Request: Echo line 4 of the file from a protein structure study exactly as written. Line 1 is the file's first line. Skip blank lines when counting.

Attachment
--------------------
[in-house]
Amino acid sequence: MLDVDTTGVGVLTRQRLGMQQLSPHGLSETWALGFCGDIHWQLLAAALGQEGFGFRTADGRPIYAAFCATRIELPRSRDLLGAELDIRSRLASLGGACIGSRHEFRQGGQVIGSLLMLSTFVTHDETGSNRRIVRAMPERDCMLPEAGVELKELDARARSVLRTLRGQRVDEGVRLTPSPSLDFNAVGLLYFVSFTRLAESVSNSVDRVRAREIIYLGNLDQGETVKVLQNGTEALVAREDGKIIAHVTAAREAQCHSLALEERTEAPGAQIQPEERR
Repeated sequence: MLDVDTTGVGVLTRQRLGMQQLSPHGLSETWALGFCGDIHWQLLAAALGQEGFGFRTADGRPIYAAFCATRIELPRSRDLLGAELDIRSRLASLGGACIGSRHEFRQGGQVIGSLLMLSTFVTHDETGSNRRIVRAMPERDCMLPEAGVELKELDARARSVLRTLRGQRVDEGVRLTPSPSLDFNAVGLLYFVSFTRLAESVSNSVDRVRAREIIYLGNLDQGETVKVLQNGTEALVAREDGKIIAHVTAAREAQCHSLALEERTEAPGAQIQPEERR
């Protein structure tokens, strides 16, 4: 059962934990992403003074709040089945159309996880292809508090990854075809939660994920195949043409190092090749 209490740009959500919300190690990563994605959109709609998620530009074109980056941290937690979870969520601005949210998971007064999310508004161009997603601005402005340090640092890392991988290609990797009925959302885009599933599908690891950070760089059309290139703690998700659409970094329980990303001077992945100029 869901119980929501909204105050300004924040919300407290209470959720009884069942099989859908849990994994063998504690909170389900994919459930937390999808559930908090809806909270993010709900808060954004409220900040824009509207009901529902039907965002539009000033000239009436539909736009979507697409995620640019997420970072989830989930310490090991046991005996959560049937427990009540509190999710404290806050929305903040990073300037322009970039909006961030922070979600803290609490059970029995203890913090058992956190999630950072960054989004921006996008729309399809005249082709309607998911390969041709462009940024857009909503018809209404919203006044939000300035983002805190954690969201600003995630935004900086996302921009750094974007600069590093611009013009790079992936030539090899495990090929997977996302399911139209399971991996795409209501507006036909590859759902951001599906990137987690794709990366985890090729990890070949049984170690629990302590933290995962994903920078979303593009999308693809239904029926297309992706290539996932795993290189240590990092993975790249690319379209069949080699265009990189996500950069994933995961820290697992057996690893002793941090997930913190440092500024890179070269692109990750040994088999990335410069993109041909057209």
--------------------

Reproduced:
């Protein structure tokens, strides 16, 4: 059962934990992403003074709040089945159309996880292809508090990854075809939660994920195949043409190092090749 209490740009959500919300190690990563994605959109709609998620530009074109980056941290937690979870969520601005949210998971007064999310508004161009997603601005402005340090640092890392991988290609990797009925959302885009599933599908690891950070760089059309290139703690998700659409970094329980990303001077992945100029 869901119980929501909204105050300004924040919300407290209470959720009884069942099989859908849990994994063998504690909170389900994919459930937390999808559930908090809806909270993010709900808060954004409220900040824009509207009901529902039907965002539009000033000239009436539909736009979507697409995620640019997420970072989830989930310490090991046991005996959560049937427990009540509190999710404290806050929305903040990073300037322009970039909006961030922070979600803290609490059970029995203890913090058992956190999630950072960054989004921006996008729309399809005249082709309607998911390969041709462009940024857009909503018809209404919203006044939000300035983002805190954690969201600003995630935004900086996302921009750094974007600069590093611009013009790079992936030539090899495990090929997977996302399911139209399971991996795409209501507006036909590859759902951001599906990137987690794709990366985890090729990890070949049984170690629990302590933290995962994903920078979303593009999308693809239904029926297309992706290539996932795993290189240590990092993975790249690319379209069949080699265009990189996500950069994933995961820290697992057996690893002793941090997930913190440092500024890179070269692109990750040994088999990335410069993109041909057209």